Where politics is personal not partisan

Greener Grassroots – Get Fit Part 4 – Repetitions

Repetitions
Greener Grassroots - Get Fit Part 4 – Repetitions

When dealing with political messaging, especially on social media, it’s all about repetitions, and accuracy.

I bet this has happened to just about everyone. You’re singing along to a song that you’ve known for years, and all of a sudden you hear the lyrics more clearly than before, and you realize you’ve been singing it wrong for your whole life. For me it tends to happen with ‘70s songs that I originally heard at bedtime on my old radio, an ancient device with dials and static and no stereo sound. I discovered that there was no bathroom on the right, I wasn’t ringing in the ears, and no one was kicking the Dancing Queen.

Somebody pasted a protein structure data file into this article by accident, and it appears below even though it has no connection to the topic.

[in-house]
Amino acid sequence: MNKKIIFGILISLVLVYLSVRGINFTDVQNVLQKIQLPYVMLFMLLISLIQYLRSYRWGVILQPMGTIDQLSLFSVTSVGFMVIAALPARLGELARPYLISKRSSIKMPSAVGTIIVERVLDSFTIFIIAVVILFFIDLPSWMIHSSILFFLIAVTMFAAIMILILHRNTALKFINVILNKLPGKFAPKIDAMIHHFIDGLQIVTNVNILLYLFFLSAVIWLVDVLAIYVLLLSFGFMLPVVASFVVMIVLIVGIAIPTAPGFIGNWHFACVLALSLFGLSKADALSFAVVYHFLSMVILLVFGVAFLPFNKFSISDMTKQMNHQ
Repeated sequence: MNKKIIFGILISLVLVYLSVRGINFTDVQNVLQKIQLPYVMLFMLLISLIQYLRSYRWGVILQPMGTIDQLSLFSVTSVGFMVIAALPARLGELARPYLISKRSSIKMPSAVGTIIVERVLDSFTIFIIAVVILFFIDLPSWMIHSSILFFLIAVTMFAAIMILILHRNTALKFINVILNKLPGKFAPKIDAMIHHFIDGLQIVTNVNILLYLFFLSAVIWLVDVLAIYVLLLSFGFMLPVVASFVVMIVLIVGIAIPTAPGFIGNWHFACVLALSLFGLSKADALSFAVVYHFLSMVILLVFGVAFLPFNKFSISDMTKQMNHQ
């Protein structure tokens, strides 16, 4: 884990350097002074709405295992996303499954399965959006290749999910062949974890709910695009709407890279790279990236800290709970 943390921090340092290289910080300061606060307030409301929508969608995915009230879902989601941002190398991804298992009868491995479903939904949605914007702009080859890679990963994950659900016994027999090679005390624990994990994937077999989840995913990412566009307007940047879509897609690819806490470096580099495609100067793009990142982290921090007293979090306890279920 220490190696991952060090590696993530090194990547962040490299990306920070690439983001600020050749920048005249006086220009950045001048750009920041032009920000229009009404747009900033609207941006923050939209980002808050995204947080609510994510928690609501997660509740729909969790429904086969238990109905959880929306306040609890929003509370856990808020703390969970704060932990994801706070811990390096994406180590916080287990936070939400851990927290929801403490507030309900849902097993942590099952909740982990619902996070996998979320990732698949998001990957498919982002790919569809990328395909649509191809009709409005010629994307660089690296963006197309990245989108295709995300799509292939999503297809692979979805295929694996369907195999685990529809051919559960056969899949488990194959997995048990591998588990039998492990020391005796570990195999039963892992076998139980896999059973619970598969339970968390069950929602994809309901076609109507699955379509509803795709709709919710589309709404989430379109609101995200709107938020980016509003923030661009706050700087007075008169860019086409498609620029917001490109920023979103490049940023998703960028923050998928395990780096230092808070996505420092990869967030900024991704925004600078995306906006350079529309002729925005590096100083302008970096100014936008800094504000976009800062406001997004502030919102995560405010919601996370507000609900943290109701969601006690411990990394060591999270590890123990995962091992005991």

It always embarrassed me to no end, getting the lyrics wrong, especially since I loved to sing. I’d be belting out ‘Somebody’s Knockin’ and get to ‘He must have stabbed my telephone line…’ and my friend, who was a little older and wiser and apparently possessed of much higher fidelity stereo equipment, would burst out laughing and try to explain to me that he ‘tapped’ her telephone line, because jeeze, who’d be stabbing telephone lines, you moron? (Side note, there are some great archives of misheard lyrics around if you need a good laugh.)